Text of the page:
As I mentioned earlier though, the training and management of tunnels needs particular attention, particularly where the installed systems are not quite up to the required standards.
EF: What are the barriers of implementing sufficient tunnel safety standards in Asia?
FT: In two words: knowledge and cash. Many newly industrialising Asian nations have a lack of knowledge of the risks to passengers in tunnels, and how to address these risks.
Even in developed Asian nations such as Japan, there is a strong need to exchange experience of tunnel accidents and fires and how to address such incidents.
With regards to the issue of funding, it is important that decision-makers consider societal costs and benefits over a sufficiently long assessment period, when considering safety-related investments.
Short assessment periods and a focus on project costs rather than societal benefits, is likely to lead to under-investment in safety.
EF: Is the use of outdated fire protection technology still a problem?
FT: There are certainly examples of outdated technology installed in certain Asian tunnels, as well as many examples of no fire protection being installed at all.
However, I do not see this as a purely Asian issue, since there are many such examples in Europe and elsewhere.
The solution, both in Asia and elsewhere, must be to continually review tunnel safety and ensure that the mitigation measures are still adequate to address the risks.
Any installed equipment such as fire detection equipment does have a definite lifetime, and will need maintenance and replacement at certain intervals. It should not be acceptable for tunnel operators to ignore such requirements.
Local or national authorities certainly can intervene to impose conditions for the continued safe operation of transport systems, for the benefit of the travelling public.
EF: Can the technology cope with the demands of modern rail and road travel?
FT: The increased traffic density and passenger numbers certainly pose a challenge to safety. However, I do not think that the challenge is insurmountable.
There are many technological innovations available that can make travel through tunnels safer, more comfortable and efficient.
However, the modernisation of tunnel infrastructure is usually contingent upon the availability of public funds. Turbulence in worldwide financial systems has drained public finances, and this has indirectly affected many tunnel modernisation projects.
We can only hope that our message as tunnel safety professionals keeps being heard: it is far more cost-effective to invest in safety, than to suffer the consequences of fire incidents.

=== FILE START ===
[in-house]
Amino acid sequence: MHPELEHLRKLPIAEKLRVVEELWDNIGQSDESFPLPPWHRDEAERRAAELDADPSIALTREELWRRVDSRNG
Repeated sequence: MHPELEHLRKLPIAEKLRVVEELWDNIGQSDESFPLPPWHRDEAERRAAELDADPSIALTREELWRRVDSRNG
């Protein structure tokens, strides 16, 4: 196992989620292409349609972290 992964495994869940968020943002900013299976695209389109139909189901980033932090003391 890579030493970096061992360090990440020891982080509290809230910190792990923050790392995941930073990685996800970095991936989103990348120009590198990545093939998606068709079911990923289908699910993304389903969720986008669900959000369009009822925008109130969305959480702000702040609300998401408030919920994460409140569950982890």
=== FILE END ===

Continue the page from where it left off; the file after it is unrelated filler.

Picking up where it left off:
EF: Is there enough being done to increase tunnel fire protection in Asia?
FT: Certain Asian countries such as Japan, Hong Kong and Singapore already have high tunnel safety and fire protection standards, which are equivalent or even higher than Western standards.
The real challenge is to encourage newly industrialising countries with new underground infrastructure to specify adequately high standards for tunnel safety, and then to operate and maintain a high level of safety throughout the lifetime of the asset.
Over the long term, the development of local know-how in underground fire safety is the key to enhancing tunnel fire protection in Asia.
EF: How can European and international bodies boost the adoption of improved standards in Asia?
FT: Both the International Tunnelling Association (ITA) and the World Road Association (PIARC) have published guidelines and best practices for the safe construction and operation of tunnels, which however are non-prescriptive.
Specifiers and operators of Asian tunnels still have to decide what level of safety is appropriate. In general, we can speak of a hierarchy of standards – international guidelines, national standards and project specifications. All three levels can be relevant to the level of safety in a tunnel.
International bodies also arrange workshops and seminars on tunnel safety, to bring the message to as wide an audience as possible. The ITA arranges training days in certain Asian countries and the new online PIARC Road Tunnels Manual is available in several Asian languages, including Chinese, Japanese and Korean.
There is also increased participation of Asian countries in the National Fire Protection Association (NFPA). Through such efforts, we can hope that travellers in Asian cities will benefit from better and improved safety standards when passing through their tunnels.
Arena International’s Fire Protection and Safety in Tunnels Asia event takes place on 21 and 22 February 2012 in Singapore.